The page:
I’m hoping to succeed in my JavaScript class, and continue updating my web developer credentials with additional graduate level classes in Website Development, Web Programming, Web Design, and Content Management Systems like WordPress, the CMS my blog uses. Then, I’m hoping to find a great job with a great employer doing awesome stuff with the world wide web! I’m also open to, and excited about the possibility of, increasing my general programming skills (whether through additional coursework or on-the-job-training) and potentially advancing into both web and traditional computer and mobile app development down the road! What can I say, I like computers and technology.

In the meantime, I do carry a wealth of knowledge about the law, especially as it pertains to the US military and federal government, and would happily consult with interested clients on a contract basis. I feel like I could really help them out–I did government procurement for almost 5 years, and the same goes for federal employment law.

At any rate, key takeaway: it’s never too late to reinvent yourself or to change paths, no matter how far down a road you think you’ve traveled, and the search for meaning in one’s life is an important one, and not one that we should give up on, disability or no disability.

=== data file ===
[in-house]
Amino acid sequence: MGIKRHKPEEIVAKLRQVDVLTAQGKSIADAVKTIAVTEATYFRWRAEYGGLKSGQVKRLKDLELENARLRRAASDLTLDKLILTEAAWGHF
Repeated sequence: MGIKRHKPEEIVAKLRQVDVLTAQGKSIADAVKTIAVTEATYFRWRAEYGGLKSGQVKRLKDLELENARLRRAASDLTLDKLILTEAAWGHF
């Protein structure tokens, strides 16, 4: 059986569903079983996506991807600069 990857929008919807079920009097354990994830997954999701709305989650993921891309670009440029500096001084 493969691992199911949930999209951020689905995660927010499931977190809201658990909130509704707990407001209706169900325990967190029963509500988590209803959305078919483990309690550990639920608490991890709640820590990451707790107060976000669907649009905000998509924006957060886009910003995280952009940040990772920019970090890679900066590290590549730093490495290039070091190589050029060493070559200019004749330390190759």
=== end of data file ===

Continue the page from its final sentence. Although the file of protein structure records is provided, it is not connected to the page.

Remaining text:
SciFi Story and a few other updates

brain_dti

What makes us human? More specifically, what makes us sentient? With Artificial Intelligence or “AI” all the rage these days, at what point will we code something that is “alive”? Or will we?

These were some of the thoughts weighing on my mind as I pondered my next book idea: A.I.M.E.E. Yes, it’s an acronym, but for now I’ll just leave you with that teaser of a title, as I have yet to write a single chapter–in fact, not even a single page, of this novel.

The story takes place about 500-600 years from now, in a future that is neither utopian nor dystopian.  Basically, in a social and political setting fairly similar to today’s. (That might automatically make it seem dystopian for some). The story involves interstellar travel and colonization, which will be a big deal, but the heart of the story is about AI, and a specific entity in particular: AIMEE. She’s the AI powered by a supercomputer who pilots and maintains the most ambitious interstellar passenger ship of its time. Of course, in an incident every bit as infamous to my future world’s inhabitants as the Titanic or the Hindenburg, AIMEE’s ship disappears without a trace in a promising, yet distant, solar system in an unexplored sector of space.